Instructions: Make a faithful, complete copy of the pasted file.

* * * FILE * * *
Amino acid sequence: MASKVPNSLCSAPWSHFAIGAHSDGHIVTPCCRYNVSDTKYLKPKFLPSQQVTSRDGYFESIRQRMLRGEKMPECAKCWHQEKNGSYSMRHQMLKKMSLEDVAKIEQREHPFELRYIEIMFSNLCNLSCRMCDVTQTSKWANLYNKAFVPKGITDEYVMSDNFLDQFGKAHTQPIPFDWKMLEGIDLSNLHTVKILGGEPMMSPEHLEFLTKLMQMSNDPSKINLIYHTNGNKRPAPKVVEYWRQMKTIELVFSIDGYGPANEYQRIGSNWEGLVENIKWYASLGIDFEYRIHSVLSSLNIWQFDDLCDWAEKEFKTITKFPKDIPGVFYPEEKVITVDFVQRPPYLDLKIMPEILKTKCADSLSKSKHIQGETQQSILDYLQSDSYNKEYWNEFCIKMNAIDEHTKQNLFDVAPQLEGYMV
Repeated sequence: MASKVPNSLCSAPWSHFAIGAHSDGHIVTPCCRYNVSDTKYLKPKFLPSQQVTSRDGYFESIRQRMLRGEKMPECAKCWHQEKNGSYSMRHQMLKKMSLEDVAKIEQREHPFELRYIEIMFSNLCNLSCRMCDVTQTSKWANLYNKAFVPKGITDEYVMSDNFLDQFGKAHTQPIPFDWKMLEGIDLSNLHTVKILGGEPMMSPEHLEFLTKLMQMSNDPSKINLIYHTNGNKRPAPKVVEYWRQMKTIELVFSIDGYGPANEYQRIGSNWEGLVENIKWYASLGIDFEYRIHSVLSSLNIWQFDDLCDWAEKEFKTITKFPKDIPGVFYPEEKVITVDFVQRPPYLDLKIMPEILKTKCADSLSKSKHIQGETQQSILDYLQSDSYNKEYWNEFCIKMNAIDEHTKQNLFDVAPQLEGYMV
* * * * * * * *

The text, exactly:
Amino acid sequence: MASKVPNSLCSAPWSHFAIGAHSDGHIVTPCCRYNVSDTKYLKPKFLPSQQVTSRDGYFESIRQRMLRGEKMPECAKCWHQEKNGSYSMRHQMLKKMSLEDVAKIEQREHPFELRYIEIMFSNLCNLSCRMCDVTQTSKWANLYNKAFVPKGITDEYVMSDNFLDQFGKAHTQPIPFDWKMLEGIDLSNLHTVKILGGEPMMSPEHLEFLTKLMQMSNDPSKINLIYHTNGNKRPAPKVVEYWRQMKTIELVFSIDGYGPANEYQRIGSNWEGLVENIKWYASLGIDFEYRIHSVLSSLNIWQFDDLCDWAEKEFKTITKFPKDIPGVFYPEEKVITVDFVQRPPYLDLKIMPEILKTKCADSLSKSKHIQGETQQSILDYLQSDSYNKEYWNEFCIKMNAIDEHTKQNLFDVAPQLEGYMV
Repeated sequence: MASKVPNSLCSAPWSHFAIGAHSDGHIVTPCCRYNVSDTKYLKPKFLPSQQVTSRDGYFESIRQRMLRGEKMPECAKCWHQEKNGSYSMRHQMLKKMSLEDVAKIEQREHPFELRYIEIMFSNLCNLSCRMCDVTQTSKWANLYNKAFVPKGITDEYVMSDNFLDQFGKAHTQPIPFDWKMLEGIDLSNLHTVKILGGEPMMSPEHLEFLTKLMQMSNDPSKINLIYHTNGNKRPAPKVVEYWRQMKTIELVFSIDGYGPANEYQRIGSNWEGLVENIKWYASLGIDFEYRIHSVLSSLNIWQFDDLCDWAEKEFKTITKFPKDIPGVFYPEEKVITVDFVQRPPYLDLKIMPEILKTKCADSLSKSKHIQGETQQSILDYLQSDSYNKEYWNEFCIKMNAIDEHTKQNLFDVAPQLEGYMV